The XenApp 7.5 now moves to the FlexCast Management Architecture (FMA) as same as XenDesktop, brings conceptual and more flexible architecture. Here are the differences between XenApp 6 entities and terminology in a XenApp 7.5 world.
FlexCast Management Architecture
The FlexCast Management Architecture (FMA) is a service-oriented architecture that allows interoperability and management modularity across Citrix technologies. FMA provides a platform for application delivery, mobility, services, flexible provisioning, and cloud management.
FMA replaces the Independent Management Architecture (IMA) used in XenApp 6.x
Elements in the new architecture
Farms were the top level objects in XenApp 6.x. In XenApp 7.5, the Delivery Site is the highest level item. Sites offer applications and desktops to groups of users.
The FMA requires that you must be in a domain to deploy a site. For example, to install the XenApp servers, your account must have both local administrator privileges and be a Domain Administrator in the Active Directory.
Session Machine Catalogs and Delivery Groups
Machines hosting applications in XenApp 6.x belonged to Worker Groups for efficient management of the applications and server software. Administrators could manage all machines in a Worker Group as a single unit for their application management and load balancing needs. Folders were used to organize applications and machines.
In XenApp 7.5 we use a combination of Session Machine Catalogs and Delivery Groups to manage machines, load balancing, and hosted applications or desktops.
A Session Machine Catalog is a collection of machines that are configured and managed alike. A machine belongs to only one catalog. The same applications or desktops are available on all machines of the catalog.
Delivery Groups are designed to deliver applications and desktops to users. A Delivery Group can contain machines from multiple machine catalogs, and a single machine catalog can contribute machines to multiple Delivery Groups. However, one machine can belong to only one Delivery Group. You can manage the software running on machines through the catalogs they belong to. Manage user access to applications through the Delivery Groups.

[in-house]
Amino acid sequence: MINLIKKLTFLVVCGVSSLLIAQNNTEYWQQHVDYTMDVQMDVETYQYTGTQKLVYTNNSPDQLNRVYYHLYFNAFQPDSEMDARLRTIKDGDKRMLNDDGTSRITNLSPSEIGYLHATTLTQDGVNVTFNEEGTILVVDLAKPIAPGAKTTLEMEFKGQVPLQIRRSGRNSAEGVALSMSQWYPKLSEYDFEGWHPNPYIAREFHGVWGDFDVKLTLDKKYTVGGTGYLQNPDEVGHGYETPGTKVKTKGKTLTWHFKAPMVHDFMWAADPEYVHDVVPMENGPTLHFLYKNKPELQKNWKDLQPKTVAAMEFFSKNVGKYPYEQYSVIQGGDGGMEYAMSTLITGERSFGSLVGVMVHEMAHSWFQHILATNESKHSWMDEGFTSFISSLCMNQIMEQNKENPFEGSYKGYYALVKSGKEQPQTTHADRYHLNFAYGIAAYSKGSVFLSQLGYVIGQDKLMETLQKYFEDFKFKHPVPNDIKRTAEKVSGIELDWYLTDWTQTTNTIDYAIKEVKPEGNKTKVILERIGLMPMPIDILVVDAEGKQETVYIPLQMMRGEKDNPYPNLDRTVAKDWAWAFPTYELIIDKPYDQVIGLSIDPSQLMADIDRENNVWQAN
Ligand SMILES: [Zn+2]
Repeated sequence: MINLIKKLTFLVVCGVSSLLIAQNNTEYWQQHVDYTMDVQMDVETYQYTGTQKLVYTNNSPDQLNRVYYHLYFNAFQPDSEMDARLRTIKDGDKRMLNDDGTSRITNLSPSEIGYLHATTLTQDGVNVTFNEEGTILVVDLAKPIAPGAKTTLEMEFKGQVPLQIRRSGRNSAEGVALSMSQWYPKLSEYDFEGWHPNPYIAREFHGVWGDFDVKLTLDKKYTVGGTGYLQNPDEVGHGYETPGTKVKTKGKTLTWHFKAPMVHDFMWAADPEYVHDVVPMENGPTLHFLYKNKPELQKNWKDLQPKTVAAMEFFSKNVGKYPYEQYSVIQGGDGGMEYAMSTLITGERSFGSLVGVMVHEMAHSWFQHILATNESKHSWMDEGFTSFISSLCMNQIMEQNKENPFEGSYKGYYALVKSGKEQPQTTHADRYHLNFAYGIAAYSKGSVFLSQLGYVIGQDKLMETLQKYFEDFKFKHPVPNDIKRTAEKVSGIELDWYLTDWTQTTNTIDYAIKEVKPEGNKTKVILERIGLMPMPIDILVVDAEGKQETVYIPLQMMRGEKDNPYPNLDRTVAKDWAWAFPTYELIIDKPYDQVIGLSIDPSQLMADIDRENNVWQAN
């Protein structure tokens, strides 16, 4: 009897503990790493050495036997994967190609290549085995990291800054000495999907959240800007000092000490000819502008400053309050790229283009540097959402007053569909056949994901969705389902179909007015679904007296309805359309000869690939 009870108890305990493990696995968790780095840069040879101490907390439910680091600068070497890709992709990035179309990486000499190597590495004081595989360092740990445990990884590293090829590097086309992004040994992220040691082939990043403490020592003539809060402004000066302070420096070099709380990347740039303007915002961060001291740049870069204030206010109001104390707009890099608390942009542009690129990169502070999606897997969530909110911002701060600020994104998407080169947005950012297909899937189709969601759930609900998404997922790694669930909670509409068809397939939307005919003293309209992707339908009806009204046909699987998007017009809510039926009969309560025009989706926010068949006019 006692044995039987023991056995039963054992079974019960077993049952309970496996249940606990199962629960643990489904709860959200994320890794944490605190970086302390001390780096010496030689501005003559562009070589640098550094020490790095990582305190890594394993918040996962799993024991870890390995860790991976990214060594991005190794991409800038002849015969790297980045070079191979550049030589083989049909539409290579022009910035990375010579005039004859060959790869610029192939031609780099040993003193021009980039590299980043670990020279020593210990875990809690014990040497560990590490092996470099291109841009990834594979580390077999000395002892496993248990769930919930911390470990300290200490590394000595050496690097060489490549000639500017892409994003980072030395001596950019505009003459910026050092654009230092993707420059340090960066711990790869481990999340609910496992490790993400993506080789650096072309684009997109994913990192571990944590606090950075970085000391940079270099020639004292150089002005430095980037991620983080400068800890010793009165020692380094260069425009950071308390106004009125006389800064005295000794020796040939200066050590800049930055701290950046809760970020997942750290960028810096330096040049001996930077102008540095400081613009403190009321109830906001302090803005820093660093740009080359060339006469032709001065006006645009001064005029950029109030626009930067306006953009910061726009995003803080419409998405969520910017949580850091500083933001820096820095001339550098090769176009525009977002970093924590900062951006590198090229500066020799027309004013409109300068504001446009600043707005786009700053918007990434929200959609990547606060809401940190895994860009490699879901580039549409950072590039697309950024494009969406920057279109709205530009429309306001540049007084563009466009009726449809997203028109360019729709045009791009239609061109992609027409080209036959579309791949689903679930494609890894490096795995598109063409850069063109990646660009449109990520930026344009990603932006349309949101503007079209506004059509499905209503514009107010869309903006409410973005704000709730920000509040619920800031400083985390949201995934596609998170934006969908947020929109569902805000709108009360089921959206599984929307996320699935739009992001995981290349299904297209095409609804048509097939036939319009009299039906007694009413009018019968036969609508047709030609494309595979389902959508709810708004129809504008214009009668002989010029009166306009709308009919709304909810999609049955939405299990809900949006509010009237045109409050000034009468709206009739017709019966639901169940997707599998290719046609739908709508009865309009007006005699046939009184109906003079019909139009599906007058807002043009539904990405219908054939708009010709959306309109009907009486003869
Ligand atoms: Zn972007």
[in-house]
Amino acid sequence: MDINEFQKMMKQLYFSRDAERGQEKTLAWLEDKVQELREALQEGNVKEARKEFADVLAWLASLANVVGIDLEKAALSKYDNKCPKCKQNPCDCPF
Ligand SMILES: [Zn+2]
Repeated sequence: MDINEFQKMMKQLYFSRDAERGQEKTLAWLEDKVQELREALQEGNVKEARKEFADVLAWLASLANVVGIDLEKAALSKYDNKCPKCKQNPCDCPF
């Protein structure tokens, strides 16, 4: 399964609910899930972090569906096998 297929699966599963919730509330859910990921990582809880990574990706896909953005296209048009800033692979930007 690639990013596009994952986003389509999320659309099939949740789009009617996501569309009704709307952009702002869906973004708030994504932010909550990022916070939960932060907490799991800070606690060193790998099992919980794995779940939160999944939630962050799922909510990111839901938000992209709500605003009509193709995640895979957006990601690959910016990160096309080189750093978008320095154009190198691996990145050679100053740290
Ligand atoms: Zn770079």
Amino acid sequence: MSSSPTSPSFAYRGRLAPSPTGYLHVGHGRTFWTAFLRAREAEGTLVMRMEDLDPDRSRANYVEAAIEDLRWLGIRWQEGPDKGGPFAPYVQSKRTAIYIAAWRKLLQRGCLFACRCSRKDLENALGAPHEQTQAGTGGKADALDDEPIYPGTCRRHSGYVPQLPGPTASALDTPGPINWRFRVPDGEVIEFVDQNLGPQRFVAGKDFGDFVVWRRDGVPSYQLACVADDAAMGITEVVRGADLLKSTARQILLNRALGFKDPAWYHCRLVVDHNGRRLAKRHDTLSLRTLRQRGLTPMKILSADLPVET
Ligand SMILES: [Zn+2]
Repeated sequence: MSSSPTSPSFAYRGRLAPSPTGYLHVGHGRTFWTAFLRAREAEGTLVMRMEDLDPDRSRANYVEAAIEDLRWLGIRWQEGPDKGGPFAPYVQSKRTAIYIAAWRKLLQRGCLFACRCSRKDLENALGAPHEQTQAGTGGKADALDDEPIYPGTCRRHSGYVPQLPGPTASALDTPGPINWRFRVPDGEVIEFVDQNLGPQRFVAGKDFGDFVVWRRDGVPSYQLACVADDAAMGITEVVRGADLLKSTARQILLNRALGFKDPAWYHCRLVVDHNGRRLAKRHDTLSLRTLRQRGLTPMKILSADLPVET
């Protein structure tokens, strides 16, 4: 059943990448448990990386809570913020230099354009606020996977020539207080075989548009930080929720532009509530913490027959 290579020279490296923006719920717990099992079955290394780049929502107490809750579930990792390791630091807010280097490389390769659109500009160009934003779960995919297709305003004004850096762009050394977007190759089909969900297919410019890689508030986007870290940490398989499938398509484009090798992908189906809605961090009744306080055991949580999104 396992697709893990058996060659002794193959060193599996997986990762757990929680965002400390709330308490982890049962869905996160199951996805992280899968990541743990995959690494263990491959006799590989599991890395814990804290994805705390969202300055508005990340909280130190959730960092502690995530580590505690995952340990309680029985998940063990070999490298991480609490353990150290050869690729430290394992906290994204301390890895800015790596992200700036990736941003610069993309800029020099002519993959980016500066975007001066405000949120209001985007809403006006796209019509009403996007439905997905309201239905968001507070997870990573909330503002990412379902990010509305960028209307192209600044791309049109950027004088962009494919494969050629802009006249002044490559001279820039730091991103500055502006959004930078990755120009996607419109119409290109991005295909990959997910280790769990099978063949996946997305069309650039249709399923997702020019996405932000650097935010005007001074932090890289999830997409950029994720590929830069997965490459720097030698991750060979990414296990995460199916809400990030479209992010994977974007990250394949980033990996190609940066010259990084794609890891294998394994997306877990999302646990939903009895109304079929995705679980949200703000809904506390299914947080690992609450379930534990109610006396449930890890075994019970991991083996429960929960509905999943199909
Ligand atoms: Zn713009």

Virtual Delivery Agents
The Virtual Delivery Agent (VDA) enables connections to applications and desktops. The VDA is installed on the machine that runs the applications or virtual desktops for the user. It enables the machines to register with Delivery Controllers and manage the High Definition eXperience (HDX) connection to a user device.
In XenApp 6.5, worker machines in Worker Groups ran applications for the user and communicated with data collectors. In XenApp 7.5, the VDA communicates with Delivery Controllers that manage the user connections.
The VDA installs on Server OS machines and Desktop OS machines
In XenApp 6.x there was a zone master responsible for user connection requests and communication with hypervisors. In XenApp 7.5 connection requests are distributed and handled by the Controllers in the site. XenApp 6.x zones provided a way to aggregate servers and replicate data across WAN connections. Although zones have no exact equivalent in XenApp 7.5, we can provide users with applications that cross WANs and locations. You can design Delivery Sites for a specific geographical location or data center, and then allow users access to multiple Delivery Sites. App Orchestration with XenApp 7.5 provides capabilities for managing multiple sites in multiple geographies.
Citrix Studio and Citrix Director
Citrix Studio console is used to configure the environments and provide users with access to applications and desktops. Studio replaces the Delivery Services Console and AppCenter in XenApp 6.x.Administrators use Director to monitor the environment, shadow user devices, and troubleshoot IT issues.
XenApp 6.x used the Publish Application wizard to prepare applications and deliver them to users. In XenApp 7.5, you use Studio to create and add applications to make them available to users who are included in a Delivery Group. Using Studio, you first configure a site, create and specify machine catalogs, and then create Delivery Groups within those machine catalogs. The Delivery Groups determine which users have access to the applications you deliver.
XenApp 7.5 does not use the IMA data store for configuration information. It uses a Microsoft SQL Server database to store configuration and session information and no more support for MS Access and Oracle databases.
Load Management Policy
In XenApp 6.5, load evaluators use predefined measurements to determine the load on a machine. User connections can be matched to the machines with lesser load. In XenApp 7.5, use load management policies for balancing load across machines.
In XenApp 6.5, we created custom administrators and assigned them permissions based on folders and objects. In XenApp 7.5, custom administrators are based on role and scope pairs. A role represents a job function and has defined permissions associated with it to allow delegation. A scope represents a collection of objects. Built-in administrator roles have specific permissions sets, such as help desk, applications, hosting, and catalog. For example, help desk administrators can work only with individual users on specified sites, while full administrators can monitor the entire deployment and resolve system-wide IT issues.